Rovio's Skyrocketing Growth and the Increasing Dominance of Smartphone Gaming

By Michael Comeau

NEW YORK (Minyanville) -- Finland's Rovio Entertainment, maker of the phenomenally popular Angry Birds series of mobile video games, just released its full-year 2011 financial results, and the numbers are spectacular -- particularly when compared with the old-school of the video-game industry.

For 2011, Rovio's revenues hit $106.3 million (¿75.4 million), jumping more than ten-fold from 2010 as downloads of Angry Birds, Angry Birds Seasons, and Angry Birds Rio reached 648 million.

Rovio also reported that actively monthly users reached 200 million, making the Angry Birds franchise about one-fifth as big as Facebook in terms of user count.

And it's not all about the top line. Rovio is extraordinarily profitable, with a pre-tax margin of 64% that easily outpaced industry giants like Activision ( ATVI) and Electronic Arts ( EA), which are growing at much slower rates.
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And according to Reuters, Rovio is planning an IPO on the Hong Kong Stock Exchange in 2013.

It makes sense.

Zynga ( ZNGA), though down nearly 50% from its March high, is still valued at nearly $6 billion.

Also, note that Zynga recently paid $180 million to get its hands on OMGPOP, maker of the monster mobile hit Draw Something, and reportedly made a $2.25 billion offer for Rovio.

EA and retailer GameStop ( GME) have also paid huge sums to get their hands on casual/social/mobile gaming companies.

So it's obvious that there is a whole lot of money chasing the fast-growing producers of these addictive games.

Now, looking at Rovio as a potentially investable public company is pretty tricky. Wall Street will want to see evidence that the company is more than a one-trick pony. Angry Birds shows no signs of falling from grace, but there was a time when investors thought the same thing about Guitar Hero and the Nintendo Wii. And while there are plans for an animated Angry Birds film a few years down the road, there's no telling if the public will care by then.

However, we should be looking at Rovio's Angry Birds as something else: A symbol of how much the video-game industry has changed with the increasing domination of smartphone platforms like Apple ( AAPL) iOS and Google ( GOOG) Android.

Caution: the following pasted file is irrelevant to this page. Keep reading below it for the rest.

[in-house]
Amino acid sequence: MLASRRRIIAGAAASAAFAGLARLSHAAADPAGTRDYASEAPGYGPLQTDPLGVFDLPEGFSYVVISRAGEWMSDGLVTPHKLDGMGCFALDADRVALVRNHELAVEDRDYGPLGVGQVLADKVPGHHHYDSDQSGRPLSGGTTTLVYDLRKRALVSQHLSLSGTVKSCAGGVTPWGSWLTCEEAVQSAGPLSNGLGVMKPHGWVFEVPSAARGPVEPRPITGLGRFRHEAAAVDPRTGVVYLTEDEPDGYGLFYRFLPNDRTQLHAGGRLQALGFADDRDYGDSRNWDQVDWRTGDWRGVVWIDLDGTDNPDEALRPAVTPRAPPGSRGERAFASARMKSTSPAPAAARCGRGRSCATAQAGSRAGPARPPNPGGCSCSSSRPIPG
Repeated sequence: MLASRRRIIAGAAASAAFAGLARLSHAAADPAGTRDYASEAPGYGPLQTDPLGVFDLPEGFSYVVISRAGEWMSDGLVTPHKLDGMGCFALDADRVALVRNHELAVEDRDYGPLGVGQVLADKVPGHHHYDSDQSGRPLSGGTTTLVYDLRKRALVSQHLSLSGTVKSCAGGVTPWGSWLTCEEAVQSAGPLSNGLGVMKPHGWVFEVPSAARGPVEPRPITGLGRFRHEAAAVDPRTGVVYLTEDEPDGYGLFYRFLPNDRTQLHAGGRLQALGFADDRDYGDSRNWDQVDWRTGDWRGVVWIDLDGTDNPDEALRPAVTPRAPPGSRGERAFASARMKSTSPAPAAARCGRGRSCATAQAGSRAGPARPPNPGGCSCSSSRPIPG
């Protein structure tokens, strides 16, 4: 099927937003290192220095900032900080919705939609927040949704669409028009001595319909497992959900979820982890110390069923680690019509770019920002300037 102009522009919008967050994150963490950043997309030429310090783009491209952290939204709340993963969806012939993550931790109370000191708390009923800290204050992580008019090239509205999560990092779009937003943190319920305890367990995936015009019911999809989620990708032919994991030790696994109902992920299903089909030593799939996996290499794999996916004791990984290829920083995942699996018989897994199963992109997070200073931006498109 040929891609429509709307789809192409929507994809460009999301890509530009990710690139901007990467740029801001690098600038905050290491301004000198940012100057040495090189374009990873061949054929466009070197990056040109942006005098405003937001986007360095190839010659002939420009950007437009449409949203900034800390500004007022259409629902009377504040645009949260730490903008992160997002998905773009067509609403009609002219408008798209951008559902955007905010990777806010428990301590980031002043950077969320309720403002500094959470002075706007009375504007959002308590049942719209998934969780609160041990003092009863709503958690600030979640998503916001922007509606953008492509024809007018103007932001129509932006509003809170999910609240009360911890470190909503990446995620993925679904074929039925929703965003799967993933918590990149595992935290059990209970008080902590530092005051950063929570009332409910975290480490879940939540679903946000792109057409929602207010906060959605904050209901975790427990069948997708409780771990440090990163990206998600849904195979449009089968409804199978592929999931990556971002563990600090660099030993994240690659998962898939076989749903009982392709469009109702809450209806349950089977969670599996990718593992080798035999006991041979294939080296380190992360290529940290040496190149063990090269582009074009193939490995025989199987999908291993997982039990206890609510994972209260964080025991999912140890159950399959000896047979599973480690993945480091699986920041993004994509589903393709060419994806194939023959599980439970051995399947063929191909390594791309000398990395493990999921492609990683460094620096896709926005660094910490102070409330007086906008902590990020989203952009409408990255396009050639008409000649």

In the past, smartphones were not optimal for use as gaming devices, but with advancements in graphics processing and touchscreen technology, they've gotten a whole lot better.

And since the games are free or very cheap, for many people, it doesn't make sense to drop $180+ or more on a standalone device for which the games cost $30+. (See: Smartphone Games Likely to Hinder Nintendo 3DS Success.)

As a result, ever-improving smartphones (as well as tablets like the iPad) have severely impacted sales of standalone mobile-gaming devices like the Nintendo 3DS (See: Nintendo Joins the Long List of Apple Victims), and are likely hurting console sales at the margins.

It can be boiled down to this: Smartphones aren't better, but they're good enough for most people.

But back to Angry Birds.

According to a feature in Wired, the original game -- which remember, is the foundation for a multi-billion dollar franchise -- was developed for about ¿100K at a time when Rovio was down to 12 employees.

That would be just a fraction of the voice-acting team featured in Call of Duty: Modern Warfare 3.

The lesson to take away is that we now live in an era where just about anyone with an imagination can make and distribute a video game to literally hundreds of millions of smartphone users all across the globe, and this has enormous ramifications from a competitive standpoint.

Programming for iOS or Android games is infinitely simpler and less expensive than traditional platforms like Microsoft ( MSFT) Xbox 360 or the Sony ( SNE) PlayStation 3. It can also be easily outsourced.

And since smartphone games are all digital, distribution is taken care of through uploads to servers.

As far as pricing goes, every game is free or inexpensive, and customers can usually try before they buy, making these games enormously consumer-friendly.

This is a far cry from traditional video games, which are expensive and complex to produce and distribute, and pricey to the end user.

Now, I don't think consoles are going away, but they do appear to have hit a wall in terms of growth.

Going forward, the growth is in smartphones and tablets, and everyone wants in.

However, the publishers will go from competing with less than a dozen peers to a practically infinite number because the barriers to entry are so rapidly disappearing.

--Written by Michael Comeau of Minyanville.

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